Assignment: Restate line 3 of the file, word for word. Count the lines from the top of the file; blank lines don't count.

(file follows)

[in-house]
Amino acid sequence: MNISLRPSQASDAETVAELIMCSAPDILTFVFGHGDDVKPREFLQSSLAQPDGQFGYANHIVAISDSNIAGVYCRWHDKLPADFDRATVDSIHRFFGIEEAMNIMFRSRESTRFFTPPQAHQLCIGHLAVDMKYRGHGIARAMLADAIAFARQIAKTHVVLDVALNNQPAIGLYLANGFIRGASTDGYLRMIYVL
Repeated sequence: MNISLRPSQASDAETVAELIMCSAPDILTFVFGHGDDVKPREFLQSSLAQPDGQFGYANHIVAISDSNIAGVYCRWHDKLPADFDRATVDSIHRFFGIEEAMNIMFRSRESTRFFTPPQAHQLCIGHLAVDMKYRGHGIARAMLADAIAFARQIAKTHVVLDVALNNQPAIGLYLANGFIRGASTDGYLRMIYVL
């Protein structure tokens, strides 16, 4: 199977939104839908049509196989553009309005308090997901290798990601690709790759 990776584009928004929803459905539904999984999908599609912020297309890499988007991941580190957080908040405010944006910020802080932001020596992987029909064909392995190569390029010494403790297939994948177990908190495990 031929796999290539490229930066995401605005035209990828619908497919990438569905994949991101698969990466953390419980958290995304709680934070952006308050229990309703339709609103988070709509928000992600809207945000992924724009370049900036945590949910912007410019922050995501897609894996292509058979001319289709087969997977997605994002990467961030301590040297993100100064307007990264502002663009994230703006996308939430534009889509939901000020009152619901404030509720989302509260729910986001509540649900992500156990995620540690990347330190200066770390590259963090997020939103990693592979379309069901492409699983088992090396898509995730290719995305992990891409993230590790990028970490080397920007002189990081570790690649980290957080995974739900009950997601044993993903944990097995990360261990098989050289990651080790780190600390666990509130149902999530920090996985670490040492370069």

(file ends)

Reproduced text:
Repeated sequence: MNISLRPSQASDAETVAELIMCSAPDILTFVFGHGDDVKPREFLQSSLAQPDGQFGYANHIVAISDSNIAGVYCRWHDKLPADFDRATVDSIHRFFGIEEAMNIMFRSRESTRFFTPPQAHQLCIGHLAVDMKYRGHGIARAMLADAIAFARQIAKTHVVLDVALNNQPAIGLYLANGFIRGASTDGYLRMIYVL